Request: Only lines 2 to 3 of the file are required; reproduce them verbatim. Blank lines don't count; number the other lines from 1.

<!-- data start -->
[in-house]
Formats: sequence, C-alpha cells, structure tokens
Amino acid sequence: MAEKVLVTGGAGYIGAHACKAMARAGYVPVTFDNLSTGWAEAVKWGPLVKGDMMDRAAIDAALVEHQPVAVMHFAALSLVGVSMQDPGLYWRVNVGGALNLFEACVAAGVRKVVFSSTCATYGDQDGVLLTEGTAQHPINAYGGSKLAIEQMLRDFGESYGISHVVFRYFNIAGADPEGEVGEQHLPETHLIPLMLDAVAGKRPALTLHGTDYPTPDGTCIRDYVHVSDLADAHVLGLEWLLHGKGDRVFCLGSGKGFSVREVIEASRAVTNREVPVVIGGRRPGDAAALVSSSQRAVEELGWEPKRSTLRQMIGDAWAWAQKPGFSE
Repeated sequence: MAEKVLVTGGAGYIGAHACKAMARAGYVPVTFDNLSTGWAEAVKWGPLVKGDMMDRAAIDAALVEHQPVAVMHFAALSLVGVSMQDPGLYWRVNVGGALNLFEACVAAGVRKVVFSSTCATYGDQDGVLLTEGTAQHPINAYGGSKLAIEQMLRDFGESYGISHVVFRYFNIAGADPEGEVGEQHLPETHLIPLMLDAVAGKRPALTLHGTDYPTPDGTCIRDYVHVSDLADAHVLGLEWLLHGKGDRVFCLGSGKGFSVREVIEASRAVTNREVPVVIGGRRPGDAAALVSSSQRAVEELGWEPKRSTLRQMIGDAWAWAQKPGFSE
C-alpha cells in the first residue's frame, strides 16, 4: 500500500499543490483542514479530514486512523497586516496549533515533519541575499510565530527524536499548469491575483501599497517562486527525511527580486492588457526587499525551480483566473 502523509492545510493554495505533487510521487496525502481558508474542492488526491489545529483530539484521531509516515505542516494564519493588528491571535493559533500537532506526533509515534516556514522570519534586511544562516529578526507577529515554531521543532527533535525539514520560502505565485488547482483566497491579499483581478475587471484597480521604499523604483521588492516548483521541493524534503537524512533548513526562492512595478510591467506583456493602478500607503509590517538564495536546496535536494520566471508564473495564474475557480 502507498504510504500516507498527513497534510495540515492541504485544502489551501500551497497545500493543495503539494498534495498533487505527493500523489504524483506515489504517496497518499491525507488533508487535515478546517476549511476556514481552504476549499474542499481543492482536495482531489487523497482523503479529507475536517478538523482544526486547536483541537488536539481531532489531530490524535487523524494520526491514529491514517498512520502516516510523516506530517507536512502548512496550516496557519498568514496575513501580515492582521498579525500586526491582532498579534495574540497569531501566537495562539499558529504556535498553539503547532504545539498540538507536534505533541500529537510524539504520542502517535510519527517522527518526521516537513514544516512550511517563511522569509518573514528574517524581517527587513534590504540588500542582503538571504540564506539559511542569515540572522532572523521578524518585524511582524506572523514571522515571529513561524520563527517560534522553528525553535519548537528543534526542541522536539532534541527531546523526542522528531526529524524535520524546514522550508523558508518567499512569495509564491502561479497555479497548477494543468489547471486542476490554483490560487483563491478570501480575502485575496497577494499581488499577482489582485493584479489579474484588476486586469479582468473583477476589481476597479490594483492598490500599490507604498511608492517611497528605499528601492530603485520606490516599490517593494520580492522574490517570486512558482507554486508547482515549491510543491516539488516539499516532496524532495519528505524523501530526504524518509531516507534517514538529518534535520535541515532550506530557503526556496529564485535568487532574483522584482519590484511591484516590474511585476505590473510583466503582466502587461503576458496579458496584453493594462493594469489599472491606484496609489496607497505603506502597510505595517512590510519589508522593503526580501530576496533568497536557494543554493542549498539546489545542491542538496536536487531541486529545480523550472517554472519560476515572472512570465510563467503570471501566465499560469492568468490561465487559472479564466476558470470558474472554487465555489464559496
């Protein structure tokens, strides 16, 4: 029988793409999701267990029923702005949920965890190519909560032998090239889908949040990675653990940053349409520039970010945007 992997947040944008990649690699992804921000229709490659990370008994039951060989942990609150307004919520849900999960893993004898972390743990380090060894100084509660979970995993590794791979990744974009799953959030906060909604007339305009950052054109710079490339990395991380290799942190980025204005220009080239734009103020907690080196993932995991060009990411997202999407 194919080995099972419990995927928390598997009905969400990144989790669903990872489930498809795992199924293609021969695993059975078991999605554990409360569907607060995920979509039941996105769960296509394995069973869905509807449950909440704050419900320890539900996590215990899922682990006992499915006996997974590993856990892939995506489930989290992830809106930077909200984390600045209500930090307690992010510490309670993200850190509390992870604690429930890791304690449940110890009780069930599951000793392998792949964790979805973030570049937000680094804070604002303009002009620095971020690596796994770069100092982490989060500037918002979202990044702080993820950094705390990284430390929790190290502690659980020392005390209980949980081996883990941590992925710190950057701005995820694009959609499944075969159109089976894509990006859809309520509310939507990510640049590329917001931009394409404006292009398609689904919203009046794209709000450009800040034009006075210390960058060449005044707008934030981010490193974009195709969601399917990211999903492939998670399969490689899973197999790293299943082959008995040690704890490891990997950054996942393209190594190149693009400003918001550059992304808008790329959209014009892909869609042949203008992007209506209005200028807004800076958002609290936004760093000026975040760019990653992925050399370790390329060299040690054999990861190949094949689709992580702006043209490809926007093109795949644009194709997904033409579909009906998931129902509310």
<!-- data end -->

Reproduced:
Formats: sequence, C-alpha cells, structure tokens
Amino acid sequence: MAEKVLVTGGAGYIGAHACKAMARAGYVPVTFDNLSTGWAEAVKWGPLVKGDMMDRAAIDAALVEHQPVAVMHFAALSLVGVSMQDPGLYWRVNVGGALNLFEACVAAGVRKVVFSSTCATYGDQDGVLLTEGTAQHPINAYGGSKLAIEQMLRDFGESYGISHVVFRYFNIAGADPEGEVGEQHLPETHLIPLMLDAVAGKRPALTLHGTDYPTPDGTCIRDYVHVSDLADAHVLGLEWLLHGKGDRVFCLGSGKGFSVREVIEASRAVTNREVPVVIGGRRPGDAAALVSSSQRAVEELGWEPKRSTLRQMIGDAWAWAQKPGFSE